Jane Hutcheon


22 Jan

Tour: Oman & Zanzibar - January 2019 Event Travel

Jane Hutcheon

Event Start: 11 months from now

This incredible tour is called The Frankincense Route where we'll journey to the ancient lands of spice, incense and forts of Oman and then travel to lush Zanzibar with all its light and shade.

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08 Feb

Five Things I Discovered About Oman Travel

Jane Hutcheon

1)  It's exotic:

When I was a TV correspondent, I'd have to start working in a new country or city from the moment my feet touched the ground.  So finding the exotic wasn't a high priority.  I had no trouble in Oman. 

Here's how I'd describe Oman: fragrant, quietly industrious, open-minded, mysterious, warm, intoxicating. 

Frankincense is the nobbly resin from the Boswellia Sacra tree found in Southern Oman.  It oozes from gashes made to the bark.  These days, it’s primary use is as incense and so little wonder as I travelled throughout Oman, many hotels and restaurants had the aroma of a high church: that was frankincense.

My favourite archeological site was the 'beehive tombs' above the village of Al Ayn, near Bat.  The stone tombs were used over and over again.  You can find the remains of hundreds of them dotted on hilltops.  Not a single souvenir-seller or another tourist was in sight.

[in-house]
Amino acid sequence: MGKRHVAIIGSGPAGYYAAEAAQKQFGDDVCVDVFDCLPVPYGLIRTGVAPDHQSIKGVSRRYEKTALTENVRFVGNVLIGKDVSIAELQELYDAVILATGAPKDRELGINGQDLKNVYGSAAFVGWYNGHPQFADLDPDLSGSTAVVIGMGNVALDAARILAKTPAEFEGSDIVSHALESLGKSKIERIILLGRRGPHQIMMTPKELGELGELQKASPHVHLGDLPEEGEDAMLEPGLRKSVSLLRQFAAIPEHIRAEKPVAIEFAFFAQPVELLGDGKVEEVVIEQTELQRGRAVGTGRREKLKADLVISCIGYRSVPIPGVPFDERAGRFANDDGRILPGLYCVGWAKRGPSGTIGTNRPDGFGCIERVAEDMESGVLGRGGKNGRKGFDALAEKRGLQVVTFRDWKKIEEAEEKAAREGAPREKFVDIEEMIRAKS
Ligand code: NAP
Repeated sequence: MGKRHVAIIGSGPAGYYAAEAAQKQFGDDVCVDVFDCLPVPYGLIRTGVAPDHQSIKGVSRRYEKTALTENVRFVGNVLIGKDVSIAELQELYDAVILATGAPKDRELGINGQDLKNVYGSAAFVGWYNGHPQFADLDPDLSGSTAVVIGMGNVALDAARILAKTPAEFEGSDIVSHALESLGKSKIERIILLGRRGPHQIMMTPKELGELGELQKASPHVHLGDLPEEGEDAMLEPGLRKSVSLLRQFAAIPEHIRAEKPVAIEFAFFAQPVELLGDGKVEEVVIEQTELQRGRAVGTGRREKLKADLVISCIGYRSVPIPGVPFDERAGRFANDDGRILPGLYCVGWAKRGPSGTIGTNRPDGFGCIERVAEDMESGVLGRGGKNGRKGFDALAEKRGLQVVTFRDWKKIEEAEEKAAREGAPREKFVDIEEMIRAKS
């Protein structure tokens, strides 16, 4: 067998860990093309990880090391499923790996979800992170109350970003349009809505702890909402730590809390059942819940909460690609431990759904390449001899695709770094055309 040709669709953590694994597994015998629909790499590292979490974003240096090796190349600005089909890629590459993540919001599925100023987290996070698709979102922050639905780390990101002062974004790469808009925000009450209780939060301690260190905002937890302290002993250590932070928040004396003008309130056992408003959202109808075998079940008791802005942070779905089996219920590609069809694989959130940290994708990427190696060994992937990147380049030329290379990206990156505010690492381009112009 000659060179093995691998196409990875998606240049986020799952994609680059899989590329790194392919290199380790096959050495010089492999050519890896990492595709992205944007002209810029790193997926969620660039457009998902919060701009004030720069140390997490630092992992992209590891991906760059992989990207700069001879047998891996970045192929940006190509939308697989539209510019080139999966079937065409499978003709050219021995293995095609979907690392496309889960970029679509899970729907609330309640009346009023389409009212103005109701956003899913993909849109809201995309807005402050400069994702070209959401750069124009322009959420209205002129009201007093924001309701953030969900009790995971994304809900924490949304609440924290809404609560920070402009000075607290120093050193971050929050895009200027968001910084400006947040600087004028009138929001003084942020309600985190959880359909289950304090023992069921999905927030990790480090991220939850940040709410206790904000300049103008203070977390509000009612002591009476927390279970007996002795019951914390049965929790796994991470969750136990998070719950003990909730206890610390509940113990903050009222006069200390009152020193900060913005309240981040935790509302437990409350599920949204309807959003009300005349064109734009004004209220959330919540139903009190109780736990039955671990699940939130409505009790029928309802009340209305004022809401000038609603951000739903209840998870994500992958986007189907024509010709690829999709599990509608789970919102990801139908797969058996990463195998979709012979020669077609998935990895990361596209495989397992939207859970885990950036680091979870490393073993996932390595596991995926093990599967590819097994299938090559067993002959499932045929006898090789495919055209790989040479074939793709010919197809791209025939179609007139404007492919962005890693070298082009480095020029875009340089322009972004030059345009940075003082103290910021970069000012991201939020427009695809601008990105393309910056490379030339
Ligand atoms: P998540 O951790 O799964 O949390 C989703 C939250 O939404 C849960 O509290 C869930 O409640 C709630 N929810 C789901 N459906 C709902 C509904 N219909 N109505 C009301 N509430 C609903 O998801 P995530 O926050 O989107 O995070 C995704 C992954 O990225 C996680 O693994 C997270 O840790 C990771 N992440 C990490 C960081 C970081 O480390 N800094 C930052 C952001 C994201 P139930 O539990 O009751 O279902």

2) You should love dates.

Dates have been grown for thousands of years and you don’t have to travel far in this beautiful country to come across an oasis town filled with date palms.  A single tree can produce nearly 300 kgs of dates and there are thousands of varieties.  I snacked on dates whenever they were offered (usually several times a day) and didn’t touch the Lindt chocolate I brought with me :) I was told by our Omani guide that as long as I consumed an odd number of dates (1,3 or 5. I didn't get beyond 5) it would be considered perfectly healthy.  I didn’t argue.  Dates and cardomon-flavoured coffee go particularly well together.

The other thing I learned about dates was that the syrup or nectar produced by storing and pressing these fruit as they dry, creates a fragrant, dark molasses which when boiled can be poured down specially-made chutes erected at the entrance the country’s amazing castles and forts.  The scalding date syrup treatment was reserved for enemy marauders.  If you tried to side-step the date syrup chute, the next obstacle was a pit of snakes, the entrance of which was concealed by a small carpet.  


4) Wood is precious.

There isn’t a lot of indigenous wood in Arabia.  So the most expensive parts of houses, mosques and forts - the doors and window frames - were imported from Zanzibar and India.  I fell in love with these sensational ancient teak or mahogany doors around Oman carved by artisans...








… and then several days later (in Zanzibar) came across local village workshops like this one where ornate doors have been crafted for centuries.

I was also captivated by the charm and simplicity of these wooden Koran stands which I saw throughout Oman.  Eventually I found a simple one in the souq in Doha which fitted in my hand-luggage.

5) Ibadi Islam:

Oman is the only country in the world where a majority of the population are Ibadi muslims.  Of 2.25 million Omanis, around half are Ibadis with Sunnis coming a close second.  This is a 'moderate conservative’ sect of the faith, which originally fled from Basra in modern-day Iraq.  Ibadism was created after one of the early schisms in Islam and became established in Oman in AD 751.  Ibadis believe in religious tolerance and all sects are invited to worship in Muscat’s Grand Mosque.  (My photo is of the state mosque in the city of Nizwa.)